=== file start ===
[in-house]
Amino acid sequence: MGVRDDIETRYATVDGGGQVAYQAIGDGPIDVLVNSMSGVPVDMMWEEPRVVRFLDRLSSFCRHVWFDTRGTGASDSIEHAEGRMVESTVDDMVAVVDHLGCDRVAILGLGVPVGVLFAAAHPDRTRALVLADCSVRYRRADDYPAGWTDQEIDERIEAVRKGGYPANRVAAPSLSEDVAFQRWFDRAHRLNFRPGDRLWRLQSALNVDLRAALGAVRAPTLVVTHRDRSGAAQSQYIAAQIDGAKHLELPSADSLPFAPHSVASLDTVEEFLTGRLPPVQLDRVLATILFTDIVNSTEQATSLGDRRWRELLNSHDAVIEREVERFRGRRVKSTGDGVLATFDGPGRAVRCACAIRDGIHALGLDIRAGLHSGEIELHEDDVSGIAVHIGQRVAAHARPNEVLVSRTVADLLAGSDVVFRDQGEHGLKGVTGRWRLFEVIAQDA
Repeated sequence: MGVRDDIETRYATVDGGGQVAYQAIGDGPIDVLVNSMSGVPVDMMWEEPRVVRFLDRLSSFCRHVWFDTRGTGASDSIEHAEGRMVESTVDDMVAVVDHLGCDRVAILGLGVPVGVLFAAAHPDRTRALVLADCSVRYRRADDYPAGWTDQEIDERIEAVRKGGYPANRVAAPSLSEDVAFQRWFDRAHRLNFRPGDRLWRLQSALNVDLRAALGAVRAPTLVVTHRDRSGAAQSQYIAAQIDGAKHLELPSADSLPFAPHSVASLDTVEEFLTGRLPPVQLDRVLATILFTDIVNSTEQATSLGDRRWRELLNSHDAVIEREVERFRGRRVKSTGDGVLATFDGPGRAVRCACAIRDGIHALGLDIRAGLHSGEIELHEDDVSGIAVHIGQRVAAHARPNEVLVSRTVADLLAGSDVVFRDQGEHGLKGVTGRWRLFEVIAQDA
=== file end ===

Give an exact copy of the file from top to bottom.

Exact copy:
[in-house]
Amino acid sequence: MGVRDDIETRYATVDGGGQVAYQAIGDGPIDVLVNSMSGVPVDMMWEEPRVVRFLDRLSSFCRHVWFDTRGTGASDSIEHAEGRMVESTVDDMVAVVDHLGCDRVAILGLGVPVGVLFAAAHPDRTRALVLADCSVRYRRADDYPAGWTDQEIDERIEAVRKGGYPANRVAAPSLSEDVAFQRWFDRAHRLNFRPGDRLWRLQSALNVDLRAALGAVRAPTLVVTHRDRSGAAQSQYIAAQIDGAKHLELPSADSLPFAPHSVASLDTVEEFLTGRLPPVQLDRVLATILFTDIVNSTEQATSLGDRRWRELLNSHDAVIEREVERFRGRRVKSTGDGVLATFDGPGRAVRCACAIRDGIHALGLDIRAGLHSGEIELHEDDVSGIAVHIGQRVAAHARPNEVLVSRTVADLLAGSDVVFRDQGEHGLKGVTGRWRLFEVIAQDA
Repeated sequence: MGVRDDIETRYATVDGGGQVAYQAIGDGPIDVLVNSMSGVPVDMMWEEPRVVRFLDRLSSFCRHVWFDTRGTGASDSIEHAEGRMVESTVDDMVAVVDHLGCDRVAILGLGVPVGVLFAAAHPDRTRALVLADCSVRYRRADDYPAGWTDQEIDERIEAVRKGGYPANRVAAPSLSEDVAFQRWFDRAHRLNFRPGDRLWRLQSALNVDLRAALGAVRAPTLVVTHRDRSGAAQSQYIAAQIDGAKHLELPSADSLPFAPHSVASLDTVEEFLTGRLPPVQLDRVLATILFTDIVNSTEQATSLGDRRWRELLNSHDAVIEREVERFRGRRVKSTGDGVLATFDGPGRAVRCACAIRDGIHALGLDIRAGLHSGEIELHEDDVSGIAVHIGQRVAAHARPNEVLVSRTVADLLAGSDVVFRDQGEHGLKGVTGRWRLFEVIAQDA